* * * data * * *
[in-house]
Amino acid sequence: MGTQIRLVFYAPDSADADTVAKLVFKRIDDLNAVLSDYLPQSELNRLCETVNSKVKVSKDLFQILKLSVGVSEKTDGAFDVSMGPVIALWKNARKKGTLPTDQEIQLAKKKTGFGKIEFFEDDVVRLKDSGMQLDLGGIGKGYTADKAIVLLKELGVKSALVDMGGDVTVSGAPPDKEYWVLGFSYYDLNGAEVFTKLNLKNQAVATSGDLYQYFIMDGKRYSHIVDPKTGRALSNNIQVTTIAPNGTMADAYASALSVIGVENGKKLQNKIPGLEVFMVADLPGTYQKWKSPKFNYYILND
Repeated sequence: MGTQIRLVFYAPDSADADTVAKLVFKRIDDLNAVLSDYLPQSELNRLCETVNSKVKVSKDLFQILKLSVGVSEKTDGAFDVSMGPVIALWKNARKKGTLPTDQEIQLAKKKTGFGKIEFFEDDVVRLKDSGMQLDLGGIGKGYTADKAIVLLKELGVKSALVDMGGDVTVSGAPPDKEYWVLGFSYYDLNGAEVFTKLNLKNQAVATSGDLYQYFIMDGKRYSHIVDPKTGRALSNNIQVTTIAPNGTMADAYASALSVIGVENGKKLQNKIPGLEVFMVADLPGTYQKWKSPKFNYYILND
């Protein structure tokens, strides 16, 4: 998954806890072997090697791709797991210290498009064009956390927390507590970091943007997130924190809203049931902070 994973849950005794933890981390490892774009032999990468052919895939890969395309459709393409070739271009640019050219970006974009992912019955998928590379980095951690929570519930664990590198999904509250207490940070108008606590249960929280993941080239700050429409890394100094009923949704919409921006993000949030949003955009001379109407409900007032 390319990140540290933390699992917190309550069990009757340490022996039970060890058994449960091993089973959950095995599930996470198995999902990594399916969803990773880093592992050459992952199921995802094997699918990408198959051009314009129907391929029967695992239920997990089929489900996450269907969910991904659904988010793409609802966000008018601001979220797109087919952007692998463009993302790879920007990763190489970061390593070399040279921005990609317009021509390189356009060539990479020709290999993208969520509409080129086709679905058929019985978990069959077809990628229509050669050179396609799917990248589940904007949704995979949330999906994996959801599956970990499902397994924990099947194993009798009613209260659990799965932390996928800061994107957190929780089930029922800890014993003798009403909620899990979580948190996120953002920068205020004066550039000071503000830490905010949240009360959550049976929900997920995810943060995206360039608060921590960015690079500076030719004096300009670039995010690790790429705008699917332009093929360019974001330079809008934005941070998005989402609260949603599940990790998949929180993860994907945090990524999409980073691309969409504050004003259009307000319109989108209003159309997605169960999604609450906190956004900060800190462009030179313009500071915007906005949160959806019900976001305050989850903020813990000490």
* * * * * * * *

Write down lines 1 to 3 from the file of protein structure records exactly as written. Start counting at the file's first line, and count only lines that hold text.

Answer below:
[in-house]
Amino acid sequence: MGTQIRLVFYAPDSADADTVAKLVFKRIDDLNAVLSDYLPQSELNRLCETVNSKVKVSKDLFQILKLSVGVSEKTDGAFDVSMGPVIALWKNARKKGTLPTDQEIQLAKKKTGFGKIEFFEDDVVRLKDSGMQLDLGGIGKGYTADKAIVLLKELGVKSALVDMGGDVTVSGAPPDKEYWVLGFSYYDLNGAEVFTKLNLKNQAVATSGDLYQYFIMDGKRYSHIVDPKTGRALSNNIQVTTIAPNGTMADAYASALSVIGVENGKKLQNKIPGLEVFMVADLPGTYQKWKSPKFNYYILND
Repeated sequence: MGTQIRLVFYAPDSADADTVAKLVFKRIDDLNAVLSDYLPQSELNRLCETVNSKVKVSKDLFQILKLSVGVSEKTDGAFDVSMGPVIALWKNARKKGTLPTDQEIQLAKKKTGFGKIEFFEDDVVRLKDSGMQLDLGGIGKGYTADKAIVLLKELGVKSALVDMGGDVTVSGAPPDKEYWVLGFSYYDLNGAEVFTKLNLKNQAVATSGDLYQYFIMDGKRYSHIVDPKTGRALSNNIQVTTIAPNGTMADAYASALSVIGVENGKKLQNKIPGLEVFMVADLPGTYQKWKSPKFNYYILND